will be slavery, for it cannot be denied that this constitution is, in its first principles, highly and dangerously oligarchical; and it is every where agreed, that a government administered by a few, is, of all governments, the worst.
ON CONSTITUTIONAL CONVENTIONS (PART I)
When the members of the constitutional convention decided to violate their instructions (to suggest amendments to the Articles) and draft an entirely new document, at that point--in the words of Charles Beard--they "performed a revolutionary act." ( An Economic Interpretation of the Constitution of the United States, New York, 1959, p. 222.) Indeed, the revolutionary implications of conventions were obvious to the Federalists, and they preached a conservative doctrine quite different from their Philadelphia practice. Thus, except for the amendatory process defined in Article V, the new Constitution contained no provision formalizing future conventions to rewrite the basic law of the land (as Jefferson might have desired). Further, the Federalists insisted that the new Constitution be ratified without amendments, rather than risk a limited or qualified acceptance which might require the calling of another convention. "It must be confessed," stated James Madison in Federalist No. 49, "that the experiments are of too ticklish a nature to be unnecessarily multiplied."
The first part of the following essay, by "MASSACHUSETTENSIS" is from The Massachusetts Gazette, January 29, 1788; the second, by "AN OLD WHIG", is from The New-York Journal, November 27, 1787, reprinted from the[ Philadelphia] Independent Gazetteer.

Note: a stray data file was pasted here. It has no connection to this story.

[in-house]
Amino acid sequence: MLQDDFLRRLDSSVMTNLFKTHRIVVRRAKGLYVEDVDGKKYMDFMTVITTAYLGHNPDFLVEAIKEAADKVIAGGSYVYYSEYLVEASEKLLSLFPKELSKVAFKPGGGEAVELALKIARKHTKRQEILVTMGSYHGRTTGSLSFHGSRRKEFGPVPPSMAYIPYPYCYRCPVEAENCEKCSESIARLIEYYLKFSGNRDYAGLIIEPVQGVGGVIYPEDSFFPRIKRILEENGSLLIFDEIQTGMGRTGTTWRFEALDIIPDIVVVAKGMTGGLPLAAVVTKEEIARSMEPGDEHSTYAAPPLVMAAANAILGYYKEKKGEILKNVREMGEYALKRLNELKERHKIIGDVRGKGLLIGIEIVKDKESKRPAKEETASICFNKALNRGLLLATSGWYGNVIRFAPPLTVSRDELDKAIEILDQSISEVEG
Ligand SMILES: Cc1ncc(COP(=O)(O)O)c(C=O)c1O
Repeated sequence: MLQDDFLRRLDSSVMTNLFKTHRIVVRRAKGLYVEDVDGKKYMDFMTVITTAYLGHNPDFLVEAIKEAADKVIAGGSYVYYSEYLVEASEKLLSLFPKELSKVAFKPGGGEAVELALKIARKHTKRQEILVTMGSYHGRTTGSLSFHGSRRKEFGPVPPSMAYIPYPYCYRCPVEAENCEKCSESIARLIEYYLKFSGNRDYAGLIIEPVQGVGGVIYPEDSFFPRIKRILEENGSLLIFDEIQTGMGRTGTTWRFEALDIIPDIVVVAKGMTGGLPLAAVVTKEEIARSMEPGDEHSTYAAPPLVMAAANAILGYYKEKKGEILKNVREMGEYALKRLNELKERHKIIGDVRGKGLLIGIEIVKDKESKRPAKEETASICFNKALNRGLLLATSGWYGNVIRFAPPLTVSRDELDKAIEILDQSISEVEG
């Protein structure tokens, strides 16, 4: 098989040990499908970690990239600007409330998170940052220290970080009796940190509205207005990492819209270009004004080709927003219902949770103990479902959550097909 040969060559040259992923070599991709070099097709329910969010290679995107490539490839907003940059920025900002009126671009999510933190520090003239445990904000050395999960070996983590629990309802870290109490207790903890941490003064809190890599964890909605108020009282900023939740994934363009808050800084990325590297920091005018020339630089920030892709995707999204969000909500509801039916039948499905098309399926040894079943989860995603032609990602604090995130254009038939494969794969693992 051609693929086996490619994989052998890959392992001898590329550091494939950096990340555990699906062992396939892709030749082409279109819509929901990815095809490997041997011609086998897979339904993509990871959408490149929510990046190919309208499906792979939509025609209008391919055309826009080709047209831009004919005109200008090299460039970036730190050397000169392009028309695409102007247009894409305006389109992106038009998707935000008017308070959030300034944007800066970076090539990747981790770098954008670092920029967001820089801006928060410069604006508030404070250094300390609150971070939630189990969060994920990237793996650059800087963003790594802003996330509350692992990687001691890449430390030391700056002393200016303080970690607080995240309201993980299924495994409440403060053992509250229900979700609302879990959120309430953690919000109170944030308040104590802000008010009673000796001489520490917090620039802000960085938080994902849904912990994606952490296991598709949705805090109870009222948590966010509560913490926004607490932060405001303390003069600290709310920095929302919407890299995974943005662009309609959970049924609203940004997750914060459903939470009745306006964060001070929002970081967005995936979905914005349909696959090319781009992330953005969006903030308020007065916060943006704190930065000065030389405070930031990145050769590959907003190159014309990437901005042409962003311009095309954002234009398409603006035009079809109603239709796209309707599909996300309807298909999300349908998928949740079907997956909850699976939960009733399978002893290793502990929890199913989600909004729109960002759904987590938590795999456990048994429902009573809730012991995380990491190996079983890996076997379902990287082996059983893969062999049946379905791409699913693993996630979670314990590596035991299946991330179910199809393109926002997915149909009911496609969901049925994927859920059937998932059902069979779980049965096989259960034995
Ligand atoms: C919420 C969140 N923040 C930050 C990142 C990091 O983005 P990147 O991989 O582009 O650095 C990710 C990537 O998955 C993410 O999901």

That the new constitution cannot make a union of states, but only of individuals, and purposes the beginning of one new society, one new government in all matters, is evident from these considerations, viz: It marks no line of distinction between separate state matters, and what would of right come under the control of the powers ordained in a union of states. To say that no line could be drawn, is giving me the argument. For what can be more absurd than to say, that states are united where a general power is established that extends to all objects of government, i.e., all that exist among the people who make the compact? And is it not clear that Congress have the right (by the constitution), to make general laws for proving all acts, records, proceedings, and the effect thereof, in what are now called the states? Is it possible after this that any state act can exist, or any public business be done, without the direction and sanction of Congress, or by virtue of some subordinate authority? If not, how in the nature of things can there be a union of states? Does not the uniting of states, as states, necessarily imply the existence of separate state powers?
Again, the constitution makes no consistent, adequate provision for